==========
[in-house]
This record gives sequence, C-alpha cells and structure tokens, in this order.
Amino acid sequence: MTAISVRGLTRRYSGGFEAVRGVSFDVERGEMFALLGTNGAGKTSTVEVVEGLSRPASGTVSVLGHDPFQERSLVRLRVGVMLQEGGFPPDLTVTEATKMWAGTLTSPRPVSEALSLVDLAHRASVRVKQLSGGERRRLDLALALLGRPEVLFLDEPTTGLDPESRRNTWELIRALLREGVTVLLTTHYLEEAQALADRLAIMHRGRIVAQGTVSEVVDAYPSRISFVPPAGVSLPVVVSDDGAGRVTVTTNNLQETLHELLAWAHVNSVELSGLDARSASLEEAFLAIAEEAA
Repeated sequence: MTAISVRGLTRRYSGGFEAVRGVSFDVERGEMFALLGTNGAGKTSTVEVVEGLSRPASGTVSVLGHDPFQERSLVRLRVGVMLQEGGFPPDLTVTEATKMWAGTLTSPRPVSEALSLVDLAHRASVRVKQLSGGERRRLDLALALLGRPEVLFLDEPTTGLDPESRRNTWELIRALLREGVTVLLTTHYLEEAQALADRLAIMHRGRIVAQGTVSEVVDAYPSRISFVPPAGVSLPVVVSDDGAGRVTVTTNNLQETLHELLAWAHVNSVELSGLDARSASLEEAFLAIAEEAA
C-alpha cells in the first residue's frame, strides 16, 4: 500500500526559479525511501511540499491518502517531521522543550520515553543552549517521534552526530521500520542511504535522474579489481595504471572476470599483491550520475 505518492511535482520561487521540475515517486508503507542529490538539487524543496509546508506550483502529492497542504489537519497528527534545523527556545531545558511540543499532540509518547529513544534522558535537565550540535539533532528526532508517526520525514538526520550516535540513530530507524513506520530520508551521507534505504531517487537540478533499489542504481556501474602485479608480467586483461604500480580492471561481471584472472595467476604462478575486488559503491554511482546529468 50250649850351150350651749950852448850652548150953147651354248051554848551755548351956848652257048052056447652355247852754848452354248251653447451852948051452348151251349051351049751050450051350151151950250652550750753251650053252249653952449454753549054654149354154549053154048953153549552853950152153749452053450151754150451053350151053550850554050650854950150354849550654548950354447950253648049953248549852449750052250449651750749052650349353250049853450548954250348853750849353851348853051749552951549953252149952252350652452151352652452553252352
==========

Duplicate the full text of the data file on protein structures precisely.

[in-house]
This record gives sequence, C-alpha cells and structure tokens, in this order.
Amino acid sequence: MTAISVRGLTRRYSGGFEAVRGVSFDVERGEMFALLGTNGAGKTSTVEVVEGLSRPASGTVSVLGHDPFQERSLVRLRVGVMLQEGGFPPDLTVTEATKMWAGTLTSPRPVSEALSLVDLAHRASVRVKQLSGGERRRLDLALALLGRPEVLFLDEPTTGLDPESRRNTWELIRALLREGVTVLLTTHYLEEAQALADRLAIMHRGRIVAQGTVSEVVDAYPSRISFVPPAGVSLPVVVSDDGAGRVTVTTNNLQETLHELLAWAHVNSVELSGLDARSASLEEAFLAIAEEAA
Repeated sequence: MTAISVRGLTRRYSGGFEAVRGVSFDVERGEMFALLGTNGAGKTSTVEVVEGLSRPASGTVSVLGHDPFQERSLVRLRVGVMLQEGGFPPDLTVTEATKMWAGTLTSPRPVSEALSLVDLAHRASVRVKQLSGGERRRLDLALALLGRPEVLFLDEPTTGLDPESRRNTWELIRALLREGVTVLLTTHYLEEAQALADRLAIMHRGRIVAQGTVSEVVDAYPSRISFVPPAGVSLPVVVSDDGAGRVTVTTNNLQETLHELLAWAHVNSVELSGLDARSASLEEAFLAIAEEAA
C-alpha cells in the first residue's frame, strides 16, 4: 500500500526559479525511501511540499491518502517531521522543550520515553543552549517521534552526530521500520542511504535522474579489481595504471572476470599483491550520475 505518492511535482520561487521540475515517486508503507542529490538539487524543496509546508506550483502529492497542504489537519497528527534545523527556545531545558511540543499532540509518547529513544534522558535537565550540535539533532528526532508517526520525514538526520550516535540513530530507524513506520530520508551521507534505504531517487537540478533499489542504481556501474602485479608480467586483461604500480580492471561481471584472472595467476604462478575486488559503491554511482546529468 50250649850351150350651749950852448850652548150953147651354248051554848551755548351956848652257048052056447652355247852754848452354248251653447451852948051452348151251349051351049751050450051350151151950250652550750753251650053252249653952449454753549054654149354154549053154048953153549552853950152153749452053450151754150451053350151053550850554050650854950150354849550654548950354447950253648049953248549852449750052250449651750749052650349353250049853450548954250348853750849353851348853051749552951549953252149952252350652452151352652452553252352